Book review: Origin by Dan Brown

At the outset of it, the book is a perfect thriller mystery. The book is based on a theme that is an age-old conflict- science versus religion. Futurist Edmond Krisch- an atheist billionaire computer scientist, who has fathered much technological advancement and is credited to the ever evolving work in progress in the sphere of artificial intelligence and brain science. He is about to reveal a mind-boggling theory that is to change the way we think and challenge our notion and origin: where did we come from? Where are we going?

A grand set-up has been created by Krisch at the Guggenheim Museum Bilbao, but an untimely murder halts this scientific revelation. We are introduced to Brown’s omnipresent character, Harvard Professor Robert Langdon, who is Edmond’s teacher and a great friend. Determined to execute what Edmond could not do, he along with Museum Director Ambra Vidal, discover and unbury the truth that has challenged religious supreme and is successful in answering,”What is our destiny? What is our origin?”

While reading the book, one who is new to Brown’s detailed description will find themselves to googling pictures of all the architectures marvels and the impeccable modern art that he has so beautifully worded. If one has read any of Dan Brown’s work, one is well familiar and accustomed to his style of writing; his ways of depicting miniscule details about even the most mundane things. His work in Origin is no different to his previous in that respect. The theme of the book really consumes you and till the very end you are left to think whether the future is really technology driven, and if so to what extent?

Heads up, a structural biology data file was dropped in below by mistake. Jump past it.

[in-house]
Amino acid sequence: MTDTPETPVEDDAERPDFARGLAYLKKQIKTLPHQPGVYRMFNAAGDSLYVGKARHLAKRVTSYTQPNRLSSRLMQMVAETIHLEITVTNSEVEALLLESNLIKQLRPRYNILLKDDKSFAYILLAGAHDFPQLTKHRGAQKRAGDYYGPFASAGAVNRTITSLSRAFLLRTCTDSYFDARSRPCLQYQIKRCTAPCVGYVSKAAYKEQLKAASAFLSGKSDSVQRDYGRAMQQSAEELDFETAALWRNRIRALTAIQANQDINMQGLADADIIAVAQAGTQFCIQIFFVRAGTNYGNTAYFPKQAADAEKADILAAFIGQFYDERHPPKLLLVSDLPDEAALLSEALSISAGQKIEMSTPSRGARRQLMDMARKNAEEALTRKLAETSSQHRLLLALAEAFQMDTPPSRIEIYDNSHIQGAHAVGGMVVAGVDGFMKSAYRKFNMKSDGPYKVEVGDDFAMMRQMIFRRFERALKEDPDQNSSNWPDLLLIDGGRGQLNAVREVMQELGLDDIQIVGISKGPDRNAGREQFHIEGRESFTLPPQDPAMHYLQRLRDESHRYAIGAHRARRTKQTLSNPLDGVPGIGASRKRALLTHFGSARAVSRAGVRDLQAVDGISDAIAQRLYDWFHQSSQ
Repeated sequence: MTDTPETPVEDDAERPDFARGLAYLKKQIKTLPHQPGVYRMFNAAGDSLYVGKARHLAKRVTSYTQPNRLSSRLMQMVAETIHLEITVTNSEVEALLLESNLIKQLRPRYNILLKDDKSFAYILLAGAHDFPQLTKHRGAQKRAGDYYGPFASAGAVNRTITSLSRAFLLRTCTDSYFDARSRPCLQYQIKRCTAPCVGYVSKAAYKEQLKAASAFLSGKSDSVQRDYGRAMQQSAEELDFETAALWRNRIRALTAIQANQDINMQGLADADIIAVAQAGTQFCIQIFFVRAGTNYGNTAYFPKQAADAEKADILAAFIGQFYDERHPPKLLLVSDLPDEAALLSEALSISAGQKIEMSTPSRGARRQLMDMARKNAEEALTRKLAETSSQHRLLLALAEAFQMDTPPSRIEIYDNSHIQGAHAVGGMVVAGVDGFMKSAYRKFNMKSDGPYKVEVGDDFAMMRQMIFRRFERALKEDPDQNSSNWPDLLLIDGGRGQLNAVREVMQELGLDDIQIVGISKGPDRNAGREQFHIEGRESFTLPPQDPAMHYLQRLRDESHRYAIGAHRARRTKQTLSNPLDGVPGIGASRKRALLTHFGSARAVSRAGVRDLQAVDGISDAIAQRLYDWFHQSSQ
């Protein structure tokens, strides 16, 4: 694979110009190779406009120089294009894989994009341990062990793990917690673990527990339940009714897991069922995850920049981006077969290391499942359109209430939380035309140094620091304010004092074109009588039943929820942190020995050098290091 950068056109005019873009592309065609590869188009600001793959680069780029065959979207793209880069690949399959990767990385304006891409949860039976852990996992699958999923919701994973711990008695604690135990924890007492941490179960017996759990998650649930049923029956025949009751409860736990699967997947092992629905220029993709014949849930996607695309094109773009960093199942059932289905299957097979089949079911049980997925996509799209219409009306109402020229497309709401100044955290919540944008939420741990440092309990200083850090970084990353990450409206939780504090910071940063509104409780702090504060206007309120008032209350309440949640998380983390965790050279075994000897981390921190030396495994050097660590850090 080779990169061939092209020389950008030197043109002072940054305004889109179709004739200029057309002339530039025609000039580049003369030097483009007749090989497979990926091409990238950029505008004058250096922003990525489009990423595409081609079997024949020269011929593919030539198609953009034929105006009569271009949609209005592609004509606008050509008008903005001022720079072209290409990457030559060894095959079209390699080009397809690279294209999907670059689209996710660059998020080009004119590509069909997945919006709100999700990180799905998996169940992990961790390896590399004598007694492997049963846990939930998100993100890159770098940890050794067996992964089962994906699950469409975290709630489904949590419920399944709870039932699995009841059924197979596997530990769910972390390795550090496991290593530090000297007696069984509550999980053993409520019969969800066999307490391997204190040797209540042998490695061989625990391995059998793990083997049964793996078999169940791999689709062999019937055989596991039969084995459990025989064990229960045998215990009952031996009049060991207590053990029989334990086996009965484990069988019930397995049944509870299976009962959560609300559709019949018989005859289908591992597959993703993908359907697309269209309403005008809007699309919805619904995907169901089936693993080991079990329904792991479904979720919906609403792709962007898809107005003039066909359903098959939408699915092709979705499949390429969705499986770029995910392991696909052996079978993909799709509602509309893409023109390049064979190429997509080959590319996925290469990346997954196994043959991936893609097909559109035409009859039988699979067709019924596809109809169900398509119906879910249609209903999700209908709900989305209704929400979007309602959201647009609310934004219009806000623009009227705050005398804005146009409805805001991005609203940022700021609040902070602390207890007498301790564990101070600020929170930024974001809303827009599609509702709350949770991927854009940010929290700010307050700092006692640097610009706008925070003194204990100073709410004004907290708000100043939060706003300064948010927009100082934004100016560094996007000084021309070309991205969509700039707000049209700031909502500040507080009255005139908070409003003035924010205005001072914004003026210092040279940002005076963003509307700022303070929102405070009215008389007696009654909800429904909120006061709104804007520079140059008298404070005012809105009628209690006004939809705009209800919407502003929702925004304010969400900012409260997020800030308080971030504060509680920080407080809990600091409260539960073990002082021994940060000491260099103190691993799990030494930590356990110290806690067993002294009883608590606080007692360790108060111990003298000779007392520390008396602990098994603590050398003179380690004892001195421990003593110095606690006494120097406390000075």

With immense details whether it is Darwin’s theory of evolution or Miller-Urey astounding science theory, any science enthusiast is sure to be hooked to this book and its content.


  • Shruti Dugar

    Shruti is a Copywriter & Editor. She specializes in writing about eCommerce, SaaS, Edtech & Marketing. She authored & self-published a book that is available on Kindle. Apart from reading for work, she spends most of her time reading underrated books, riding her bike to get the creativity flowing, and exploring veg restaurants.

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